Carbon Monoxide Safety Information
General CO Information
Carbon Monoxide (CO) is a colorless and tasteless poison gas that can be fatal when inhaled. CO inhibits the blood’s capacity to carry oxygen.
CO can be produced when burning any fossil fuel: gasoline, propane, natural gas, oil and wood .It can be produced by any fuel-burning appliance that is malfunctioning, improperly installed, or not ventilated correctly. Possible sources include furnaces, gas range/stoves, gas clothes dryers, water heaters, portable fuel-burning space heaters, fireplace, wood-burning, stoves, certain swimming pool heaters, blocked chimney or disconnected vent pipes, and a loose or cracked furnace exchanger, etc. Vehicles and other combustion engines running in a attached garage and using a charcoal/gas grill or hibachi in an enclosed area are possible sources of CO too.
The following conditions can result in transient CO situations: Excessive spillage or reverse venting of fuel-burning appliances caused by outdoor ambient conditions such as wind direction and/or velocity, including high gusts of wind heavy air in the vent pipes (cold/humid air with extended periods between cycles), negative pressure differential resulting from the use of exhaust fans, simultaneous operation of limited internal air, vent pipe connections vibrating loose from clothes dryers, furnaces, or water heaters, obstructions in, or unconventional, vent pipe designs which can amplify the above situations, extended operation of non-vented fuel-burning devices (range, oven, fire-place, etc), temperature inversions which can trap exhaust gases near the ground, car idling in an open or closed attached garage, or near a home.
CO Safety Tips
Have the heating system, vents, chimney and flue inspected and cleaned by a qualified technician periodically at least once a year. Always install appliances according to manufacturer’s instructions and adhere to local building codes. Most appliances should be installed by professionals and inspected after installation. Regularly examine vents and chimneys for improper connections, visible rust, or stains, and check for cracks in furnace heat exchangers. Verify that the color of flame on pilot lights and burners is blue. A yellow or orange flame is a sign that the fuel is not burning completely. Teach all household members what the alarm sounds like and how to respond.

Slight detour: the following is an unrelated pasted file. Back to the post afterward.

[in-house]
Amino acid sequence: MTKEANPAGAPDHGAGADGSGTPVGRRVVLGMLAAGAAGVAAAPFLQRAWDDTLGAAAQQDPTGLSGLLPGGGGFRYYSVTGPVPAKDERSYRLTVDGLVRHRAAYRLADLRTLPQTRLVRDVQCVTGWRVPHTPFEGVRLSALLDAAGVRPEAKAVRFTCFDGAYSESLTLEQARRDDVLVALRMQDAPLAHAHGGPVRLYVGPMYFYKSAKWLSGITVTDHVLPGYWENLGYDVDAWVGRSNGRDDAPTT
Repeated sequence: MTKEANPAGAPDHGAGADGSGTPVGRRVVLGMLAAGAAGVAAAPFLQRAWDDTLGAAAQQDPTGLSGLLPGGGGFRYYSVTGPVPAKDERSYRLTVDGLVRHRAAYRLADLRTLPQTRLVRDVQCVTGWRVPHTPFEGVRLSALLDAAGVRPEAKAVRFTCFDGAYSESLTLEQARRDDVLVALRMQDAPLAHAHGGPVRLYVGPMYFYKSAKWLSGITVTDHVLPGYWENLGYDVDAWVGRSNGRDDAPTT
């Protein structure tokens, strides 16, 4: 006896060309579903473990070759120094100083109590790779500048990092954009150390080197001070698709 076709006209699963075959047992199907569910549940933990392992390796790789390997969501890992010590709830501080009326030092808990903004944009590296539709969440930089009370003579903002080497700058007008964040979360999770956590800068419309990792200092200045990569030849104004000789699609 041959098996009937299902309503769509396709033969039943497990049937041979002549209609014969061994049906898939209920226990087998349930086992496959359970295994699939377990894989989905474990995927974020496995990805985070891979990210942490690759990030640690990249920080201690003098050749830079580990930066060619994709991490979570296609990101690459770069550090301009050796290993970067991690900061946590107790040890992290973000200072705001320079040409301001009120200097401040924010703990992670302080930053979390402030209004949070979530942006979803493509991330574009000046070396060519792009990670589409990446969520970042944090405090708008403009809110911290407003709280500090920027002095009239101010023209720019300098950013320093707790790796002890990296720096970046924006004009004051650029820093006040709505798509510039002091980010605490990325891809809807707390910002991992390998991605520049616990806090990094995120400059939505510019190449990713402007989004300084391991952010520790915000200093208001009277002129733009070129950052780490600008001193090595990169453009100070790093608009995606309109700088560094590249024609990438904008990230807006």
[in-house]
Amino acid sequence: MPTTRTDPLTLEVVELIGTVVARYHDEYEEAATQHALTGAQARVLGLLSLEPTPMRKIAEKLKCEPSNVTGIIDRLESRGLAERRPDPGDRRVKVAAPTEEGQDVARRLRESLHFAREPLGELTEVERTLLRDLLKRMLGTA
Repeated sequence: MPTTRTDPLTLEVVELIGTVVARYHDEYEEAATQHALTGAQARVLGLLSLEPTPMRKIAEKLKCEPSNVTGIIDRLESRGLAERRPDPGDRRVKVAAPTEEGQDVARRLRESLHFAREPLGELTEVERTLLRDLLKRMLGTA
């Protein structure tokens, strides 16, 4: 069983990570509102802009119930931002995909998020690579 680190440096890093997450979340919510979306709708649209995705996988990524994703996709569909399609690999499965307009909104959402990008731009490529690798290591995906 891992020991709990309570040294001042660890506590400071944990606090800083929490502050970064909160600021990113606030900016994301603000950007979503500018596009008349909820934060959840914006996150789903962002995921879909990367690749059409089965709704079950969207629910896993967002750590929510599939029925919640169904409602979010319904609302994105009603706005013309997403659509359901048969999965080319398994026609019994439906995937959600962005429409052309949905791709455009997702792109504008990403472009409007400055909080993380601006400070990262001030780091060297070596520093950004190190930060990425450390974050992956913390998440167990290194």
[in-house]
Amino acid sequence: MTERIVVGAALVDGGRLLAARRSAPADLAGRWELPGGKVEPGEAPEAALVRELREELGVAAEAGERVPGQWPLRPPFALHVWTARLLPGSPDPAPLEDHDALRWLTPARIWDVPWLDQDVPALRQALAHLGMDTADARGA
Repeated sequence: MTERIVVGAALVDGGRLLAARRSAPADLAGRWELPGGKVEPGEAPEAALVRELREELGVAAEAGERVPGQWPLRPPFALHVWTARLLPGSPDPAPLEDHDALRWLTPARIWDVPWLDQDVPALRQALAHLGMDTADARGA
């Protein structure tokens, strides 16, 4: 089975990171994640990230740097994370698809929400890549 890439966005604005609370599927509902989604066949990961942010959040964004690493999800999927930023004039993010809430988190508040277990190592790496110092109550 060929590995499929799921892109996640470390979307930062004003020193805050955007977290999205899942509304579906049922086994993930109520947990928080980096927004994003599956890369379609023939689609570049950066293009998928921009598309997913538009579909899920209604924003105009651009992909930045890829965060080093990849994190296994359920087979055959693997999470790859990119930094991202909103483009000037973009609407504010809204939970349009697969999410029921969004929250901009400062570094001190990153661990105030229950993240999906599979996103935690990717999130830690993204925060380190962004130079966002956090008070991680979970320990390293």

Symptoms of CO poisoning
Initial carbon monoxide poisoning symptoms are similar to the flu with no fever and can include dizziness, severe headaches, nausea, vomiting and disorientation. Everyone is susceptible but experts agree that unborn babies, pregnant women, senior citizens and people with heart or respiratory problems are especially vulnerable. If symptoms of carbon monoxide poisoning are experienced seek medical attention immediately. CO poisoning can be determined by a carboxyhemoglobin test.
The following symptoms are related to CARBON MONOXIDE POISONING and should be discussed with ALL members of the household:
- Mild Exposure: Slight headache, nausea, vomiting, fatigue (often described as “Flu-like”symptoms).
- Medium Exposure: Severe throbbing headache, drowsiness, confusion, fast heat rate.
- Extreme Exposure: Unconsciousness, convulsions, cardio-respiratory failure, death.
The above levels of exposure relate to healthy adults. Levels differ for those at high risk. Exposure to high levels of carbon monoxide can be fatal or cause permanent damage and disabilities. Many cases of reported carbon monoxide poisoning indicate that while victims are aware they are not well, they become so disoriented that they are unable to save themselves by either exiting the building, or calling for assistance. Also, young children and household pets may be the affected first. Familiarization with the effects of each level could save your lives.
CO poisons us silently, is deadly and lurks in the home while your family sleeps. Dubbed the “silent killer, ” the colorless, odorless and poisonous gas – carbon monoxide (CO) – kills 500 people and sends 20, 000 more to the hospital each year. Now you can protect yourself and your family by using our Combination CO & Smoke Alarm PD-SC11.